Ask Larry: Can My Wife Take Social Security Retirement Benefit At 62 And Spousal Benefits Later?

Today’s Social Security column addresses questions about taking early reduced retirement benefits and switching to spousal benefits, moving from a survivor’s benefit to a retirement benefit and taking a retirement benefit while awaiting approval of a disability application. Larry Kotlikoff is a Professor of Economics at Boston University and the founder and president of Economic Security Planning, Inc.

See more Ask Larry answers here.

Have Social Security questions of your own you’d like answered? Ask Larry about Social Security here.


Can My Wife Take Social Security Retirement Benefit at 62 And Spousal Benefits Later?

Hi Larry, I’m 58 and plan to retire at 70 or later. My wife is 61 and will be eligible to receive some benefits next year at 62. My wife has not worked on a job very much and would only receive about $240.

Can she take that at 62 and later get her spousal benefit equal half of what I’ll get? Or should she wait until I retire? We’re not sure how this works. Thanks Aaron

Hi Aaron, Your wife is free to start drawing her ownretirement benefits as early as age 62, but she’ll be stuck with the resulting reduction in her own rate for as long as both of you are living.

She may also be eligible to receive a partial, or excess, spousal benefit in addition that would bring her total spousal benefit up to 50% of your primary insurance amount (PIA), less her reduction for filing early.

MORE FOR YOU

A person’s PIA is the amount they’d receive if they start drawing their benefits at full retirement age (FRA). Your wife’s benefit would be reduced below this according to how many months before her FRA she files. If her PIA is less than half of your PIA — not your increased benefit at 70 — then she can receive an excess spousal benefit in addition to her reduced retirement benefit.

Her excess spousal benefit would be equal to 50% of your PIA minus 100% of her PIA if she files for her spousal benefit at her FRA. If she files for her spousal benefit before her FRA, her excess spousal benefit would also be reduced.

It sounds like you and your wife may want to consider using my company’s software — Maximize My Social Security or MaxiFi Planner — to ensure your household receives the highest lifetime benefits. Social Security calculators provided by other companies or non-profits may provide proper suggestions if they were built with extreme care. Best, Larry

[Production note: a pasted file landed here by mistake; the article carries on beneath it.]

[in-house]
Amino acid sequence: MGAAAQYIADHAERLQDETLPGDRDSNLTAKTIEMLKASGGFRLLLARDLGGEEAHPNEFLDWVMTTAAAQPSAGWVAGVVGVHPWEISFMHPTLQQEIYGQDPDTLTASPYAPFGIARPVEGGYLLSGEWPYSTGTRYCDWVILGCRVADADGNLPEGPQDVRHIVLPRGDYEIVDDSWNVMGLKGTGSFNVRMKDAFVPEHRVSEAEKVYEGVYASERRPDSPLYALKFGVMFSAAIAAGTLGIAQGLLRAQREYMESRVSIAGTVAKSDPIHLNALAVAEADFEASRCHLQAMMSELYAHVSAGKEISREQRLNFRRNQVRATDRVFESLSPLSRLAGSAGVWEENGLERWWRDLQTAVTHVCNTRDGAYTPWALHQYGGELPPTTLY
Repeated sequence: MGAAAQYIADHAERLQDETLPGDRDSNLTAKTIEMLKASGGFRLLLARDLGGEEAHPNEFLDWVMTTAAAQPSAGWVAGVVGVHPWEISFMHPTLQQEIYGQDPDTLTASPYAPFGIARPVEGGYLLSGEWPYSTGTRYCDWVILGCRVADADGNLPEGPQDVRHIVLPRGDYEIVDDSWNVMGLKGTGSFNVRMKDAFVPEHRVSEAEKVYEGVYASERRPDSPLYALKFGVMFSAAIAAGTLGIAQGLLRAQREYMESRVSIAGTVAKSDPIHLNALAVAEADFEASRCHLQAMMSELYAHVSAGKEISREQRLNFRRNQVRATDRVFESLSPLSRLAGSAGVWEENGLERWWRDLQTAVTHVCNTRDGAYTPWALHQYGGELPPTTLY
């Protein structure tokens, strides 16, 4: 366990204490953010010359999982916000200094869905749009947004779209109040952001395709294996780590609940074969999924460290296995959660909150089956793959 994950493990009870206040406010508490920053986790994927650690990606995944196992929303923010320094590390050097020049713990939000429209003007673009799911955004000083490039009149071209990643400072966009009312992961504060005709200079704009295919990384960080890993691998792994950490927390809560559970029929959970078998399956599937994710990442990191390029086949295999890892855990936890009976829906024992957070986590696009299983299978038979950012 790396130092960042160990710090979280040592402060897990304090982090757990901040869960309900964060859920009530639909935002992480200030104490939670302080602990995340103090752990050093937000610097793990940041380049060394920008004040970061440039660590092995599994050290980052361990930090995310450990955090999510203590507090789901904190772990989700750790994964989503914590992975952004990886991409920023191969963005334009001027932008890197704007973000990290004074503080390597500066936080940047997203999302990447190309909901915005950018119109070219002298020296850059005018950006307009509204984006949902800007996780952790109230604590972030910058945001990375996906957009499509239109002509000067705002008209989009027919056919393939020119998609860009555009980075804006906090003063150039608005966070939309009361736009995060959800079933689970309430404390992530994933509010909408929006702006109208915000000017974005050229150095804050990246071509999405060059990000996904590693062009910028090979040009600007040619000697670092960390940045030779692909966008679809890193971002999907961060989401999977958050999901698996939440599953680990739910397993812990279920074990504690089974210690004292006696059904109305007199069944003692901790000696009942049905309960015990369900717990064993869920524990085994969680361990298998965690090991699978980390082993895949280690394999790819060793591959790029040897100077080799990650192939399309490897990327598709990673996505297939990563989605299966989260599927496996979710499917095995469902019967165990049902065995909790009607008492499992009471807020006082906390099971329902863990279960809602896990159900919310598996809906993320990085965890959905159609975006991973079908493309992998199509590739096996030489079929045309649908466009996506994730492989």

Will I Continue To Receive Survivor Benefits Until I Start Getting My Own Benefits?

Hi Larry, I’m receiving survivor benefits and will apply for my own Social Security retirement benefit in March. Will I continue to receive my survivor benefits until that time and if so what happens to the two week difference in January since I was told my check will come in the fourth wee rather than the second as it does now.

I have used your program in the past and it changed my life. At 60 I called SSA they told me I’d get $1,000 which was not enough to get by on. A few months later I ordered your program. According to it I’d receive $1,500. So I made an appointment and went in to talk to an agent and your program was correct.

I continued to work until 62, drew my survivor benefits with the intent to draw my own at 70. But that may no longer be the best decision for me. Thanks, Cheryl

Hi Cheryl, Yes, although you won’t be paid both a survivor benefit and your own retirement benefit in the same month. If you claim your own retirement benefits for March, that’s the payment that arrives in April.

So your last survivor benefit payment should then arrive in the second week of March, and your first retirement benefit payment would be due in the fourth week of April. Sometimes Social Security will pay a person’s first payment on a different date than their normal payment date though, so assuming that you apply in advance, you might receive your first retirement benefit payment earlier in April than in the fourth week.

UPDATE: A subsequent reader reported that their payment date didn’t change when they switched from survivor to retirement benefits, so it’s possible that Social Security has a policy of not moving a person’s payment date if they start out collecting survivor benefits and later switch to drawing their own benefits.

The section of Social Security’s operation’s manual (POMS) that covers those types of policies is not made public by Social Security, so I don’t have access to those types of policy issues. It’s possible though that your payment date may stay the same even after you switch to collecting your own benefits. Best, Larry


Can I Collect Retirement Benefits While Waiting For A Disability Decision?

Hi Larry, I’m age 62. Can I collect Social Security benefits while I wait for a determination on my Social Security Disability claim ? I understand this process takes some time as they collect medical verification.

Will this early withdrawal adversely affect my disability benefit if I am approved? Secondly, is it worthwhile to hire a disability advocate or lawyer to move things along quicker? Thanks, Steph

Hi Steph, Yes, it’s possible to draw reduced retirement benefits while your disability claim is pending. However, your benefit rate will be permanently reduced if you are paid for any months prior to your month of disability entitlement.

I can’t really advise you whether or not to appoint a representative to handle your disability claim. I don’t think it would necessarily speed up the processing of your claim, but a good representative may be able to present your case in a more favorable light.

The downside is that there would likely be a fee for the representative’s service, which may be unnecessary if your claim would have been approved anyway. Best, Larry


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